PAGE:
I’ve written previously about the issues with xtech that arise from applying -tech to the end of a sector such as healthtech, fintech, etc. And I introduced (and revoked) the idea of a -value suffix. Earlier this week, a conversation earlier made me think more about this and I want to explore the concepts of Business Capability and Capability Components further.
The entrepreneur mentioned that he was in the finance sector. On questioning further, the offer was a financial app for any sector. There’s a big difference and we can explore that difference in a matrix between capabilities and sectors.
At first glance, that looks like a contender for the world’s least useful matrix. On second glance, I’d also probably agree with my first impression. Not only does every cell in the matrix have a tick in it (so there’s no differentiation), it doesn’t include a full list of Business Capabilities. Instead, there’s sufficient to explore the concept for our purposes.
Let’s take it a bit further and use it to explore an issue I see with companies, mostly those in a supply position. If you’re selling software into healthcare, then are you a tech company or a healthcare company? It helps to phrase the position in terms of the capability you provide or improve in your target sector. So in that case, you’d be providing technology into healthcare. As we can see from the possibly-useless matrix above, we’d expect all sectors to require all business capabilities.
But I find more companies are confused if they’re providing software into finance. Suddenly they’re in the financial sector. True, the selling into the financial sector, by providing services into it, but they’re still a tech company.
This becomes more obvious when the software company that originally sold to Finance sector then also repackages the product to sell into Healthcare.
This is a simplistic view of the concepts of horizontal-integration or vertical-distribution; you can provide:
- more services into your industry vertical, e.g. provide tech and financial management into healthcare or
- the same capability into many sectors, e.g. provide financial management into healthcare and education or expand in both directions with
- a mix of capabilities across sectors
However, it’s more complicated than that. Each of the capabilities listed in the only-slightly-useful Sector Capability Matrix features at Level 1 or Level 2 (depending on where you start counting from the top). From a standard business architecture practice, each of the capabilities can be decomposed further, for instance, within sales management, we’d expect to see sales analytics, sales commissions, sales execution (the actual doing the selling), sales performance management, etc. Different organisations have a different angle on how they decompose the lower level capabilities. The main concept to take away is that we can take a conceptual capability and split it into more granular capabilities.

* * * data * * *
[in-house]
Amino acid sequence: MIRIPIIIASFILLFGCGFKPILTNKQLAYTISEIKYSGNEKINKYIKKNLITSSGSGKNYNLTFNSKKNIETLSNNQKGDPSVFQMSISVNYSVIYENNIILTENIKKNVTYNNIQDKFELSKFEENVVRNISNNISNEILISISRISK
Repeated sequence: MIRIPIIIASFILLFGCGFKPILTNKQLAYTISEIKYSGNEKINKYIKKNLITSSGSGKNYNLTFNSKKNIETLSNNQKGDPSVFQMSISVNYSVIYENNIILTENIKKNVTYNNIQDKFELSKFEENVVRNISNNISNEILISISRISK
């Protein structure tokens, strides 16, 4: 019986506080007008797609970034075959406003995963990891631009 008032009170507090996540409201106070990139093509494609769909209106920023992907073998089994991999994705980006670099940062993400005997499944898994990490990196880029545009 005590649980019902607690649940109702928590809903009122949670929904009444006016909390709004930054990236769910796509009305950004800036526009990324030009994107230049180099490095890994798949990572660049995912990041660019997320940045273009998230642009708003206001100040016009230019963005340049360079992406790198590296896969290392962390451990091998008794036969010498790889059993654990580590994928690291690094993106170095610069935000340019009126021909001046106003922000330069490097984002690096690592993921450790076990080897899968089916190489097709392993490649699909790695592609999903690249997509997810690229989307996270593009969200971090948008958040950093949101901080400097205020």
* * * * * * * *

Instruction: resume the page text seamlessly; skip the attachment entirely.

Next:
Instead, we are going to decompose them in a different manner. Most of the capabilities can be viewed as mini-businesses in their own right, so we’d expect to see a microcosm of capabilities within them.
Whereas the traditional business architecture view is based on functional decomposition (in that the capabilities are decomposing into more specialist capabilities), we’re going to decompose into enabling components.
For each of those capabilities that support an organisation, there are several components that are required to turn those capabilities into reality. In the same way that the organisation requires capabilities to function, the capabilities themselves require the components to be able to deliver. These components are capabilities at the next level down, to some extent mirroring the capabilities of the organisation as whole. For instance, most capabilities require people who can do the job, people who can manage, technology, etc. Hence the concept of capabilities as mini-businesses in their own right and that’s what we see in Figure 2 above. Each capability is supported by components. Note that Figure 2 does not include all capabilities or components, just enough to give an indication of what we’re discussing here.
This becomes significant when we consider the role of the components in a B2B context. This article started with a founder’s confusion over the sector, we then took a route through exploring capabilities. Now I want us to focus on the components.
It’s that middle column, with the red border, that we should consider when creating a new business. For B2B, we provide Capability Components to a client business.
If your client is a car dealership, they’re in the automotive sector.
The car dealership will have many Capabilities, e.g. Sales Management, HR Management, Organisational Development, etc.
If you are a company selling sales training, then your selling into two capabilities. You’re improving their Sales Management capability, but providing services into their Organisational Development capability. And that’s why it’s confusing. We have to remember, not only the sector that the client is in, but the interplay of the Capability Components we offer with the client’s Capabilities.
A further angle is that if you have sufficient capability components, you can provide the whole Capability to your client business, e.g. fully outsourced HR services.
We need to be careful about how we define our sector. Depending on the context, your audience will interpret the sector differently. A lot of that will also depend on what you meaning you intend to convey when you say your company is in a given sector.
The key item to remember is that the client operates in a Sector and that we offer Capability Components that interact (e.g. support, improve, provide) with the client’s Capabilities.